"And why should you get in, in the first place? You're not her
      boyfriend."

      A mixture of prudence and distracted irritation led Scott to ignore
      the first question in favor of the second. "I'm her *best* friend,"
      he said. "You're not her boyfriend, either."

      At the adults' table, Ororo rolled her eyes while Henry palmed his
      face. The students, though, watched with open-mouthed fascination.
      To them, this was better than an episode of SURVIVOR. "She's going
      out with *me*," Warren said, voice crisp.

      "Not according to her," Scott replied, then immediately regretted it.
      It wasn't in him to publicly embarrass a friend. "Look," he began,
      taking a few steps closer in an effort to mend the damage, but
      Warren's wings snapped out to their full extension and his face
      warned Scott off. Warren was proud, and wouldn't bear coddling.

      "At Christmas," he spat, "you told me you weren't interested."

      Embarrassed, Scott glanced away. He'd forgotten all about that. "I
      kinda changed my mind."

      "I asked in good faith! You said you weren't interested anymore!"

      "Okay, I lied!" Scott snapped back. They'd almost forgotten their
      audience, even while being painfully aware of it. "I was . . .
      trying to let her go. Things changed, okay?" He made another bid
      for a peaceful end. "Come on, man. You know I've been crazy about
      her forever."

      "And you think I haven't?"

      Warren's admission confounded Scott. He'd dismissed his friend's
      flirting as trivial, another of Warren's dalliances, and had been
      more worried about Jean's possible interest in Warren than any
      sincerity on Warren's part, but the expression on Warren's face now
      wasn't regret over a missed date. Scott took a few more steps
      forward, speaking in a voice he hoped only Warren could hear. "Look,
      War, it's mutual. I can't stop how I feel, and neither can she. I
      didn't realize you were actually serious about her."

      And that, for Warren, was the deepest betrayal of all; it dug claws
      into his gut and disemboweled him. "I thought you, of all people,
      knew me better. I thought you were my friend. But you really *are*
      plebian, aren't you? And childish -- a little boy trying to be a
      man. In fact, you're eight years younger than Jean." He pointed to
      Jubilee, who sat gaping at this very public feud. "That girl is as
      many years younger than you, as you are younger than Jean! Never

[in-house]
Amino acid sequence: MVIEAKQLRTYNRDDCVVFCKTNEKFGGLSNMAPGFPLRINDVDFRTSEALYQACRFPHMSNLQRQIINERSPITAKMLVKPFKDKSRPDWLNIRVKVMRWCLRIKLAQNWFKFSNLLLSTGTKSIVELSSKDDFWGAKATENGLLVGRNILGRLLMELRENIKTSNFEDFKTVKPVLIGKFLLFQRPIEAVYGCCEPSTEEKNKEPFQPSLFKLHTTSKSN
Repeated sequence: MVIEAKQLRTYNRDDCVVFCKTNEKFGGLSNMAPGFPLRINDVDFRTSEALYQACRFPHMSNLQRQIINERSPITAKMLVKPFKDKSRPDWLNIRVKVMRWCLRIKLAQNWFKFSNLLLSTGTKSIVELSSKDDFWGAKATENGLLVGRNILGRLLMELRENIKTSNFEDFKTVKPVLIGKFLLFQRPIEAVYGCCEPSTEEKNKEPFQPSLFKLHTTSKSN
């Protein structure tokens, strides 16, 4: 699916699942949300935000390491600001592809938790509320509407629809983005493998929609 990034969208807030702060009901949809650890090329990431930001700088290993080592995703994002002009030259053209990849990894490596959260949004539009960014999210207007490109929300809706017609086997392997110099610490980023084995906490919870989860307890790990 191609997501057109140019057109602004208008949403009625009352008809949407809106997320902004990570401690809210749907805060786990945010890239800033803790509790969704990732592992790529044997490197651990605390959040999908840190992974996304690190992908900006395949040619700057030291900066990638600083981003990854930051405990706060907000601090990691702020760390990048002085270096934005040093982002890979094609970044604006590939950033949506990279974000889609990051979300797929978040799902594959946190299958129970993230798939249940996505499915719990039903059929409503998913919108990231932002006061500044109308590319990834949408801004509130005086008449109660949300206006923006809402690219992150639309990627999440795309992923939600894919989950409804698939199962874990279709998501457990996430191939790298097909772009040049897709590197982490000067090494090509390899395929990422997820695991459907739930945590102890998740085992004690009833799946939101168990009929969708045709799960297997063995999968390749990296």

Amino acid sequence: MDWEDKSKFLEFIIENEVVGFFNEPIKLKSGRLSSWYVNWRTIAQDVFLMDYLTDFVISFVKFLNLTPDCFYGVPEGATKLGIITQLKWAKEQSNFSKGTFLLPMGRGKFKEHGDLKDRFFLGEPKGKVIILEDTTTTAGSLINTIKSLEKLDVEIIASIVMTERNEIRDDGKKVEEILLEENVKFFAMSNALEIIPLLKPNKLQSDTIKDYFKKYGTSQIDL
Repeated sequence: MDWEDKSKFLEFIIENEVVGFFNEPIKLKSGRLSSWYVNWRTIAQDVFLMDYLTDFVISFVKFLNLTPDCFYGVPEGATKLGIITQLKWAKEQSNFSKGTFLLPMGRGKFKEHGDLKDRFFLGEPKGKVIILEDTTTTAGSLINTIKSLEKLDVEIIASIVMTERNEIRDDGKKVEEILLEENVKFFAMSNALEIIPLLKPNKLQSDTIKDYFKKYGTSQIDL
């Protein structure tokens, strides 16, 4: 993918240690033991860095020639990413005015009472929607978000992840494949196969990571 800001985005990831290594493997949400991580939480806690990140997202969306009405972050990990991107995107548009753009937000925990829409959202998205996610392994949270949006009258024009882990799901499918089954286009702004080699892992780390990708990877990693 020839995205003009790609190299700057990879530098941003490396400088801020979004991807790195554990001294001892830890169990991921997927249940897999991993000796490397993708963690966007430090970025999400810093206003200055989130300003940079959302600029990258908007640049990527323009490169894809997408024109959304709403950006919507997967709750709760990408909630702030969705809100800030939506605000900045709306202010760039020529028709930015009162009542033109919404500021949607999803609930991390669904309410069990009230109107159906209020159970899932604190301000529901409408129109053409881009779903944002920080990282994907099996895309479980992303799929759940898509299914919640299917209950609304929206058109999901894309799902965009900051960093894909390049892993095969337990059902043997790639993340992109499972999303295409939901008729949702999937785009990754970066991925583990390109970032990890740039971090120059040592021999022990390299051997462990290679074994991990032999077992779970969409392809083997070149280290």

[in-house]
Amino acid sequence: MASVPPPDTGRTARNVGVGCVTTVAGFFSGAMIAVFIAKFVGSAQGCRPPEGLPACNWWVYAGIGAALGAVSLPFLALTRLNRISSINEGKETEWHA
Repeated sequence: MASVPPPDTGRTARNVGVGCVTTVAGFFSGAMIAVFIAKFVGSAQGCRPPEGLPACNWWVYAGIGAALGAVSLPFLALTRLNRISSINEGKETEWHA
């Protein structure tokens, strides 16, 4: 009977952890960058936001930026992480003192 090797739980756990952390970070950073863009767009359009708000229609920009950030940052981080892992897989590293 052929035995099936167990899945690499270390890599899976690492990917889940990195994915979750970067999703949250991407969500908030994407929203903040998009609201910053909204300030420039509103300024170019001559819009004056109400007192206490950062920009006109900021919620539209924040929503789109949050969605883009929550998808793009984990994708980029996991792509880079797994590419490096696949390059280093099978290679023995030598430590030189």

mind that you're not her equal. You think a sophisticated woman like
      Jean Grey wants to bring home a military brat like you?"

      Equally betrayed, Scott struck back equally hard. "My father was an
      *officer* and a *test pilot* -- which takes skill and talent, not
      just an accident of birth. This is America, Warren, not Europe.
      Nobody gives a fuck who your parents were or how many Roman numerals
      you slap after your name. As for the age thing, I hear the pot
      calling the kettle black -- you're younger than her, too, and not by
      one or two years."

      Warren's lips pursed. "I'm twenty-five, I have an MBA from Harvard,
      and I'm CEO of several companies. What are you? You can't even
      finish a year of grad school. You have nothing to offer her, no
      inheritance, and don't even qualify to teach *high school* in the
      State of New York. If she's interested in you, it's because you've
      got a pretty face. You're her boy toy. She'll get bored eventually
      and go looking for a real man."

      Shocked silence smothered the dining hall. Those listening
      instinctively understood that a friendship had just shattered beyond
      repair. Glancing around, face flaming, Scott muttered, "This is a
      stupid conversation."

      "Yes, it is!" Ororo echoed, rising to intervene, but Scott had
      stalked out of the room. He didn't run, but when she called after
      him, he didn't look back, either. Furious, Ororo grabbed Warren's
      arm to propel him out, too. "Are you proud of yourself?" she
      snapped.

      "I didn't tell him anything but the truth." Disinclined either to
      remorse or repentance, Warren's chin went up. "He got what he
      deserved. He stabbed me in the back!"

      "Only because you turned it," Frank said without heat. He'd joined
      the two of them in the back hallway. "You chose not to see."

      "He told me he wasn't interested! I fucking *asked*, Frank. I
      played by the damn rules!"

      "You chose not to see," Frank said again. "It was plain to the rest
      of us."

      "Scott *said* he wasn't interested! You don't go back on your word!"

      "You had your chance," Ororo pointed out, "but *Jean* was not
      interested. Or does her opinion not count? Why men think women are
      territories to be divvied up, I will never know. 'You take this one,
      I shall take that one' -- and what if 'this one' and 'that one' have
      other ideas?"

      And at the base of it, the fact that Jean *did* have other ideas was
      what Warren found impossible to bear. He was always the chosen one,
      except to those he cared about most. To them, he was the imperfect
      angel, rejected, and he might have withstood the blow better, had
      Jean not chosen instead one of the few men he'd considered a true